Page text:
The decision not to prosecute Pc Simon Harwood over the death of Ian Tomlinson will not alter, the Crown Prosecution Service has said.
Mr Tomlinson died after he was pushed at the G20 protests in April last year.
The Director of Public Prosecutions, Keir Starmer QC, reviewed the decision after the suspension of pathologist Dr Freddy Patel.
Dr Patel had carried out a post-mortem on Mr Tomlinson but was later suspended over unrelated matters.
The DPP said there was "no realistic prospect" of conviction whether Dr Patel is called as a witness or not, according to the BBC's Danny Shaw.
Mr Tomlinson had been on his way home from work during the protests and was not involved in the demonstrations.
Pc Simon Harwood, a member of Scotland Yard's territorial support group, was filmed striking the 47-year-old newspaper seller with his baton and pushing him to the ground in the City of London.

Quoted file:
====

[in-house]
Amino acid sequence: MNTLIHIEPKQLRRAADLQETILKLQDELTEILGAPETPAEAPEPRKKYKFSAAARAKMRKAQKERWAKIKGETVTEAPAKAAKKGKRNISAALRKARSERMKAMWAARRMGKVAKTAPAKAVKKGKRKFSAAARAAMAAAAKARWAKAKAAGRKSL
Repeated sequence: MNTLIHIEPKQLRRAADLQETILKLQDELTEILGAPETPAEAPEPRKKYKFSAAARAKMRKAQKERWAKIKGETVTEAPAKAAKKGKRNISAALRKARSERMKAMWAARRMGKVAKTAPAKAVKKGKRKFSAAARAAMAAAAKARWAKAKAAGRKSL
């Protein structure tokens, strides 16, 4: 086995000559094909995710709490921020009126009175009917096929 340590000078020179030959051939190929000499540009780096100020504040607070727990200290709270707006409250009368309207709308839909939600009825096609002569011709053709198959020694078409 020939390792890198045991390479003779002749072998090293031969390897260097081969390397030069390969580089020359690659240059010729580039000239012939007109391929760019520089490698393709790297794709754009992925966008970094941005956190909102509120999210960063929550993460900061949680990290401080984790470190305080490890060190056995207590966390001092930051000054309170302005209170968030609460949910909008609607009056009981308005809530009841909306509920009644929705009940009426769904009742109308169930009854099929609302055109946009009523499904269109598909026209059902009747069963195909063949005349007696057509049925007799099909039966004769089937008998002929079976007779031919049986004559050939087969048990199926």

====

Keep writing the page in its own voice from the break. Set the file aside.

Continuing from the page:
No criminal proceedings were brought over Mr Tomlinson's death because experts could not agree on how he had died.
Following the findings by the General Medical Council on Dr Patel's fitness to practise, Mr Starmer has published a letter he sent to Jenny Jones, a member of the Metropolitan Police Authority.
He wrote: "It is important to appreciate that it was not the sharp disagreement alone that caused the CPS to conclude that no prosecution for manslaughter could be brought."
These, according to Mr Starmer, included the difficulty concerning "the source of the internal bleeding" and the fact that Dr Patel had discarded three litres of fluid taken from Mr Tomlinson's body, without having analysed it.
In July, Mr Starmer said there was a "sharp disagreement between the medical experts" about the cause of death.
Dr Patel, who has since been suspended from the medical register over three other cases, concluded that Mr Tomlinson died of natural causes.
However, two other experts said he died from internal bleeding after falling to the ground.